In 2010 Nichols delivered the commencement address at DePauw University where he also received an honorary doctorate in science. In 2011 he was inducted as a Fellow National member of the Explorers Club. In 2014 he received the University of Arizona's Global Achievement Award. And in 2017, he was presented by Fijian Prime Minister Voreqe Bainimarama the Champion of Change Award at the World Oceans Festival on Governor’s Island, New York.

Nichols has authored more than 200 scientific papers, technical reports, book chapters, and popular publications; lectured in more than 30 countries and nearly all 50 states; and appeared in hundreds of print, film, radio, and television media outlets including NPR, BBC, PBS, CNN, MSNBC, National Geographic, Animal Planet, Time, Newsweek, GQ, Outside Magazine, USA Today, Elle, Vogue, Fast Company, Surfer Magazine, Scientific American, and New Scientist, among many others.

His book Blue Mind, published in summer 2014 by Little, Brown & Company, quickly became a national bestseller and has been translated to numerous languages and inspired a wave of media and practical application.

J. is currently Chief Evangelist for Water (CEH2O) at Bouy Labs, a Senior Fellow at the Middlebury Institute for International Studies' Center for the Blue Economy, a Research Associate at California Academy of Sciences and co-founder of Ocean Revolution, an international network of young ocean advocates, SEE the WILD, a conservation travel network, Grupo Tortuguero, an international sea turtle conservation network, and Blue Mind a global "movement of movements" sharing the new story of water.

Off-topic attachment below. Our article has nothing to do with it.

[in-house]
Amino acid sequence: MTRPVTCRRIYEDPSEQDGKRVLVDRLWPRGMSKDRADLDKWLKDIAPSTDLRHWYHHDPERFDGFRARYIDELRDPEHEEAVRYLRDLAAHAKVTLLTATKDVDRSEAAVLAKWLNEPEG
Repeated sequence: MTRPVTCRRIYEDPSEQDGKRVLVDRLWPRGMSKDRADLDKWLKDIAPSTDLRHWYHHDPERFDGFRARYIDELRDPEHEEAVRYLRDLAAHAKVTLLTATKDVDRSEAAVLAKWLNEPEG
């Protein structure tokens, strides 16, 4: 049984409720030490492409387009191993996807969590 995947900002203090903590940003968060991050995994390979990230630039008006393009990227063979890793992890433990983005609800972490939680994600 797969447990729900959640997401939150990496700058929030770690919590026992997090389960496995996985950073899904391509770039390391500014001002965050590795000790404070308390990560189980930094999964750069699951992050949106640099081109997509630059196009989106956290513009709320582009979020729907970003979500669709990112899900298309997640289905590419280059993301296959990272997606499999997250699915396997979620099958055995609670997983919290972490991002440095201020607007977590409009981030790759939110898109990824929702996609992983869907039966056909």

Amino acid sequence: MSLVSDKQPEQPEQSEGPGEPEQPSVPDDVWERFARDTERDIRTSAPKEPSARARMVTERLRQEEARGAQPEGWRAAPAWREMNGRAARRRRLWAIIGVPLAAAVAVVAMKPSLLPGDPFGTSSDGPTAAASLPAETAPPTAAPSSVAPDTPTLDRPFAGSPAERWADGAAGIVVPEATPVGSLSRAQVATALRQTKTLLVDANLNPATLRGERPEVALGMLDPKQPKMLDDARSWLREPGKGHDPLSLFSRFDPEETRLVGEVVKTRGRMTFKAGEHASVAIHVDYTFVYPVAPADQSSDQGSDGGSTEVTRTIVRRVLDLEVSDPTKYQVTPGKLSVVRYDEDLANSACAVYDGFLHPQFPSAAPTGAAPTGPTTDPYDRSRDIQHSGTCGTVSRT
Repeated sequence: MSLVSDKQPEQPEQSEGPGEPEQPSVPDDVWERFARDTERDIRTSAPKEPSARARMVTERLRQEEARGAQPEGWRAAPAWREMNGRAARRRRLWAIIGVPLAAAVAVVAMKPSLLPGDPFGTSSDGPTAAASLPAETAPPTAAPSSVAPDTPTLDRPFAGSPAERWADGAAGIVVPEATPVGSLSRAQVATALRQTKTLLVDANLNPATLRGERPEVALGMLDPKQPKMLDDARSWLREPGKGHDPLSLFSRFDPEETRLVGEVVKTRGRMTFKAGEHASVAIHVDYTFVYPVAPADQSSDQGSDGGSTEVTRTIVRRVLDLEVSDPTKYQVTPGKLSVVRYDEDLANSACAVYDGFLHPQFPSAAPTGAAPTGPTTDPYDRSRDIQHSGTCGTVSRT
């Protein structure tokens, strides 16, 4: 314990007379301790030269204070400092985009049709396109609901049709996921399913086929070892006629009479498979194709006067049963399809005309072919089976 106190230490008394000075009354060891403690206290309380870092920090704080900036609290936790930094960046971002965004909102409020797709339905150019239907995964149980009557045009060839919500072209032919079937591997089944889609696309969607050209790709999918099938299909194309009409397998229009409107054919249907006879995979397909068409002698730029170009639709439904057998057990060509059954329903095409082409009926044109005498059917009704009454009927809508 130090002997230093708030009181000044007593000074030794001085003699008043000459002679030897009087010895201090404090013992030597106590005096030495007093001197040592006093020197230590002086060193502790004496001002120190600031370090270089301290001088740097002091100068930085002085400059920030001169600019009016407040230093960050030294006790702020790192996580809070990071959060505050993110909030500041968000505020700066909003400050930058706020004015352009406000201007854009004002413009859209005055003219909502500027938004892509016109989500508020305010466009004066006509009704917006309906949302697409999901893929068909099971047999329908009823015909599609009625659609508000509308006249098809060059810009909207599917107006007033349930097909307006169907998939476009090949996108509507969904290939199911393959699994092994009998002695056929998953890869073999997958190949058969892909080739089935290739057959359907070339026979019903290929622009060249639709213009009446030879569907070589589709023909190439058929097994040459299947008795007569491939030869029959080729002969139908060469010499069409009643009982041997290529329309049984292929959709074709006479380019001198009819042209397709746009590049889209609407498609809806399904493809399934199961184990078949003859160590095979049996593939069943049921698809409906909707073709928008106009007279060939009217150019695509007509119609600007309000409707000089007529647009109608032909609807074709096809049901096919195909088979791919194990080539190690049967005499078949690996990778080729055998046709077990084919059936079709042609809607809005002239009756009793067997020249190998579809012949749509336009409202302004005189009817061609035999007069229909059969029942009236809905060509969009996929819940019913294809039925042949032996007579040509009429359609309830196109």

He co-mentors a motivated group of international graduate students and serves as an advisor to numerous non-profit boards and committees as part of his commitment to building a more creative, stronger, more progressive, and connected environmental community.

J. lives with his partner Dana, two daughters and some cats, dogs, and chickens on California's Slow Coast, a rural stretch of coastal mountains overlooking the Monterey Bay where organic strawberries rule, mountain lions roam and their motto is "In Slow We Trust". The Nichols chose to settle down in this area after trekking the entire 1,800 kilometer coast from Oregon to Mexico.

3 words to describe Nature?

Primal. Creative. Home

3 things Nature taught you?




3 most treasured Nature spots?

50 miles offshore and 50 feet deep from Bahia Magdalena, BCS Mexico

The source of Mill Creek in the Santa Cruz Mountains

Greyhound Rock

When you look at the ocean, it makes you feel...?


When you see a forest, it makes you feel...?


When you see a volcano, it makes you feel...?


When you see a sunrise or sunset, it makes you feel...?


When you hear thunder, it makes you feel...?


When you hear the wind howling, it makes you feel...?


Are you an Ocean, Mountain, Forest, or Desert person?

Yes on all!

On a scale of 1 to 10, how important is Nature to your well-being? 


Share with us a childhood nature memory.

Backpacking to Deep Lake, in Wyoming, when I was 11 and feeling like I wanted to feel that way a lot more throughout my life. The origins of “blue mind” research, practice, philosophy and the growing global movement.